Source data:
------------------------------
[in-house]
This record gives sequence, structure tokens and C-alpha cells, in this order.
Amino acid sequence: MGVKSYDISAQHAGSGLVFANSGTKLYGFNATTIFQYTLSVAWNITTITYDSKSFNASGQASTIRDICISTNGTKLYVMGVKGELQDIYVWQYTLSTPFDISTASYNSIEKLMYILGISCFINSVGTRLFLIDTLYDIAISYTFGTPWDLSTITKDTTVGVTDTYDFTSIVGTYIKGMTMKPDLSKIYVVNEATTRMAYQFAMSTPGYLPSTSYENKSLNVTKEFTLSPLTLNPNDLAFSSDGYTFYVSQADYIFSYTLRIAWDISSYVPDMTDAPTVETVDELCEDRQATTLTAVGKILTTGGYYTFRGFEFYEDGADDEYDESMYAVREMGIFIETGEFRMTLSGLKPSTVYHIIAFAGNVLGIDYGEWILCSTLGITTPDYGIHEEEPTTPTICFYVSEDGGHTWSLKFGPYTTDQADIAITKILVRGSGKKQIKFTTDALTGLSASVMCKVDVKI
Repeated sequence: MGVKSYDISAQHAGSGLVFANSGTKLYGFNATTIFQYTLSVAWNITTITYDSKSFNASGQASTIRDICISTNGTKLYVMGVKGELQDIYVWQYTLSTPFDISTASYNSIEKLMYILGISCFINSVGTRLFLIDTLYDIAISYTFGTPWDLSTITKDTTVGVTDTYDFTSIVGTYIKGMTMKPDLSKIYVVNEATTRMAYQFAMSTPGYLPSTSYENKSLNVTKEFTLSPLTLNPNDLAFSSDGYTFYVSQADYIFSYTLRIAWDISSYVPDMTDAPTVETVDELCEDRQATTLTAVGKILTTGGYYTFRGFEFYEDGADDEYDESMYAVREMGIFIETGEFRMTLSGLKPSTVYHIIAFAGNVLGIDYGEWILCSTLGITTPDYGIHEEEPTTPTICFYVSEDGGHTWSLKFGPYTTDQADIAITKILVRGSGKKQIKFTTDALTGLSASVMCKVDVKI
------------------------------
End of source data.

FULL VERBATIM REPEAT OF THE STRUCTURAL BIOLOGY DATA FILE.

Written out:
[in-house]
This record gives sequence, structure tokens and C-alpha cells, in this order.
Amino acid sequence: MGVKSYDISAQHAGSGLVFANSGTKLYGFNATTIFQYTLSVAWNITTITYDSKSFNASGQASTIRDICISTNGTKLYVMGVKGELQDIYVWQYTLSTPFDISTASYNSIEKLMYILGISCFINSVGTRLFLIDTLYDIAISYTFGTPWDLSTITKDTTVGVTDTYDFTSIVGTYIKGMTMKPDLSKIYVVNEATTRMAYQFAMSTPGYLPSTSYENKSLNVTKEFTLSPLTLNPNDLAFSSDGYTFYVSQADYIFSYTLRIAWDISSYVPDMTDAPTVETVDELCEDRQATTLTAVGKILTTGGYYTFRGFEFYEDGADDEYDESMYAVREMGIFIETGEFRMTLSGLKPSTVYHIIAFAGNVLGIDYGEWILCSTLGITTPDYGIHEEEPTTPTICFYVSEDGGHTWSLKFGPYTTDQADIAITKILVRGSGKKQIKFTTDALTGLSASVMCKVDVKI
Repeated sequence: MGVKSYDISAQHAGSGLVFANSGTKLYGFNATTIFQYTLSVAWNITTITYDSKSFNASGQASTIRDICISTNGTKLYVMGVKGELQDIYVWQYTLSTPFDISTASYNSIEKLMYILGISCFINSVGTRLFLIDTLYDIAISYTFGTPWDLSTITKDTTVGVTDTYDFTSIVGTYIKGMTMKPDLSKIYVVNEATTRMAYQFAMSTPGYLPSTSYENKSLNVTKEFTLSPLTLNPNDLAFSSDGYTFYVSQADYIFSYTLRIAWDISSYVPDMTDAPTVETVDELCEDRQATTLTAVGKILTTGGYYTFRGFEFYEDGADDEYDESMYAVREMGIFIETGEFRMTLSGLKPSTVYHIIAFAGNVLGIDYGEWILCSTLGITTPDYGIHEEEPTTPTICFYVSEDGGHTWSLKFGPYTTDQADIAITKILVRGSGKKQIKFTTDALTGLSASVMCKVDVKI